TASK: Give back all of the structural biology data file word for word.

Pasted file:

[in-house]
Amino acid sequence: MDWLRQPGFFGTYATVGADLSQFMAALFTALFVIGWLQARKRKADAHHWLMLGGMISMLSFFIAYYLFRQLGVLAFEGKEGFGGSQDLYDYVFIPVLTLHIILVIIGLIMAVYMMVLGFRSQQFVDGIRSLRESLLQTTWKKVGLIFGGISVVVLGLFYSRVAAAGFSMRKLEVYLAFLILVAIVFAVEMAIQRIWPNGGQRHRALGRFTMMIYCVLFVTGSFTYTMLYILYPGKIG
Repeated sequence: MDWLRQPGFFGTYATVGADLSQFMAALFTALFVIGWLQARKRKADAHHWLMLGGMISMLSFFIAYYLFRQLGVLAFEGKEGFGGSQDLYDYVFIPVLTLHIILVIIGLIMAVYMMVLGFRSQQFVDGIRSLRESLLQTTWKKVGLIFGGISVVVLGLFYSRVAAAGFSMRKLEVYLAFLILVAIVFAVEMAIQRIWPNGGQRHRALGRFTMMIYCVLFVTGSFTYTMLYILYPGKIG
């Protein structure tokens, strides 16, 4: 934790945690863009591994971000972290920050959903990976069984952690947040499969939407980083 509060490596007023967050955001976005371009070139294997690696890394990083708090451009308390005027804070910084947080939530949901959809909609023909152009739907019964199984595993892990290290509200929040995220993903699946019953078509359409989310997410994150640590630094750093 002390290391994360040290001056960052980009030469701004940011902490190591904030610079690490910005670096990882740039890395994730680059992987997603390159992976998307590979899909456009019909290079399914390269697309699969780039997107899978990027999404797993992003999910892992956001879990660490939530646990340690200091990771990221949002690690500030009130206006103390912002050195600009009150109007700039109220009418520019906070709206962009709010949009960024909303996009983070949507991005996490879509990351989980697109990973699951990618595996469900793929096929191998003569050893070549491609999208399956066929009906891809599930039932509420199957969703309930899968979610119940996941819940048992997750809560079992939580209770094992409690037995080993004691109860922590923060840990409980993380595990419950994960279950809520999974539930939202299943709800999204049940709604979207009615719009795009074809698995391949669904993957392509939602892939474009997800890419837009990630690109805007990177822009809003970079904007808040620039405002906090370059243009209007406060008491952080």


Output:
[in-house]
Amino acid sequence: MDWLRQPGFFGTYATVGADLSQFMAALFTALFVIGWLQARKRKADAHHWLMLGGMISMLSFFIAYYLFRQLGVLAFEGKEGFGGSQDLYDYVFIPVLTLHIILVIIGLIMAVYMMVLGFRSQQFVDGIRSLRESLLQTTWKKVGLIFGGISVVVLGLFYSRVAAAGFSMRKLEVYLAFLILVAIVFAVEMAIQRIWPNGGQRHRALGRFTMMIYCVLFVTGSFTYTMLYILYPGKIG
Repeated sequence: MDWLRQPGFFGTYATVGADLSQFMAALFTALFVIGWLQARKRKADAHHWLMLGGMISMLSFFIAYYLFRQLGVLAFEGKEGFGGSQDLYDYVFIPVLTLHIILVIIGLIMAVYMMVLGFRSQQFVDGIRSLRESLLQTTWKKVGLIFGGISVVVLGLFYSRVAAAGFSMRKLEVYLAFLILVAIVFAVEMAIQRIWPNGGQRHRALGRFTMMIYCVLFVTGSFTYTMLYILYPGKIG
């Protein structure tokens, strides 16, 4: 934790945690863009591994971000972290920050959903990976069984952690947040499969939407980083 509060490596007023967050955001976005371009070139294997690696890394990083708090451009308390005027804070910084947080939530949901959809909609023909152009739907019964199984595993892990290290509200929040995220993903699946019953078509359409989310997410994150640590630094750093 002390290391994360040290001056960052980009030469701004940011902490190591904030610079690490910005670096990882740039890395994730680059992987997603390159992976998307590979899909456009019909290079399914390269697309699969780039997107899978990027999404797993992003999910892992956001879990660490939530646990340690200091990771990221949002690690500030009130206006103390912002050195600009009150109007700039109220009418520019906070709206962009709010949009960024909303996009983070949507991005996490879509990351989980697109990973699951990618595996469900793929096929191998003569050893070549491609999208399956066929009906891809599930039932509420199957969703309930899968979610119940996941819940048992997750809560079992939580209770094992409690037995080993004691109860922590923060840990409980993380595990419950994960279950809520999974539930939202299943709800999204049940709604979207009615719009795009074809698995391949669904993957392509939602892939474009997800890419837009990630690109805007990177822009809003970079904007808040620039405002906090370059243009209007406060008491952080």